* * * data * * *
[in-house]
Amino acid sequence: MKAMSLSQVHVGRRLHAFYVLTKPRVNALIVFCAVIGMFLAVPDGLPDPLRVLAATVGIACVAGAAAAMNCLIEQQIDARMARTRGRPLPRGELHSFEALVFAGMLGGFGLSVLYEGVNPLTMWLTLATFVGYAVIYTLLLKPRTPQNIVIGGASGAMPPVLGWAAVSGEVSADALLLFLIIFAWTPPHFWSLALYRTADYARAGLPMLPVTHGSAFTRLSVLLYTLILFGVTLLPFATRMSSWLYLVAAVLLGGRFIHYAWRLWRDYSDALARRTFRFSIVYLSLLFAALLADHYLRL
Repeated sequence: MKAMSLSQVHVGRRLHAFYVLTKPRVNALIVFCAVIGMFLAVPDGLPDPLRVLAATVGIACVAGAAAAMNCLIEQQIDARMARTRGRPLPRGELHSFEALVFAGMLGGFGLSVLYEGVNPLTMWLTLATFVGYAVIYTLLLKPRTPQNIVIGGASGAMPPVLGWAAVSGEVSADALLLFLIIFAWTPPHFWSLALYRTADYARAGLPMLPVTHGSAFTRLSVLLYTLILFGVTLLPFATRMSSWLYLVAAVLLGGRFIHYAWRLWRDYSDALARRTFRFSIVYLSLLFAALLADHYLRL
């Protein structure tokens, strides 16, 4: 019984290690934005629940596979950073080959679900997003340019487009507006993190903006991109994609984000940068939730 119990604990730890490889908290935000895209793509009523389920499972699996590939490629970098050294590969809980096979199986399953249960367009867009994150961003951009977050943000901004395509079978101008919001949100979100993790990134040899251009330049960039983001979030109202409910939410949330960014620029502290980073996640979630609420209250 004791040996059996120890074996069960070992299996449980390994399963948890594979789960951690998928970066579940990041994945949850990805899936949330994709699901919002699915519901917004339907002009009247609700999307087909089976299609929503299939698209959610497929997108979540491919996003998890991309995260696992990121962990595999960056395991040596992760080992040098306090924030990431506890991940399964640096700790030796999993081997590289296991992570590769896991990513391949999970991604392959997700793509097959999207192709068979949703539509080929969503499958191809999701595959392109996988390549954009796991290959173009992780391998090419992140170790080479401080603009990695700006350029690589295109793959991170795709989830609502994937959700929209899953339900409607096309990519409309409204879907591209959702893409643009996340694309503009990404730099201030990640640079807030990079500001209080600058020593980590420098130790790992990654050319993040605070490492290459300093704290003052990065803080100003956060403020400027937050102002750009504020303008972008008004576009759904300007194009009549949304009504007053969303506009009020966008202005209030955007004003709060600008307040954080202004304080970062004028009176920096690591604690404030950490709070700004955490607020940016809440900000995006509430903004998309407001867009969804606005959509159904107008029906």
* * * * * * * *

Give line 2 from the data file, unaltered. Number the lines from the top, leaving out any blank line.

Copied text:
Amino acid sequence: MKAMSLSQVHVGRRLHAFYVLTKPRVNALIVFCAVIGMFLAVPDGLPDPLRVLAATVGIACVAGAAAAMNCLIEQQIDARMARTRGRPLPRGELHSFEALVFAGMLGGFGLSVLYEGVNPLTMWLTLATFVGYAVIYTLLLKPRTPQNIVIGGASGAMPPVLGWAAVSGEVSADALLLFLIIFAWTPPHFWSLALYRTADYARAGLPMLPVTHGSAFTRLSVLLYTLILFGVTLLPFATRMSSWLYLVAAVLLGGRFIHYAWRLWRDYSDALARRTFRFSIVYLSLLFAALLADHYLRL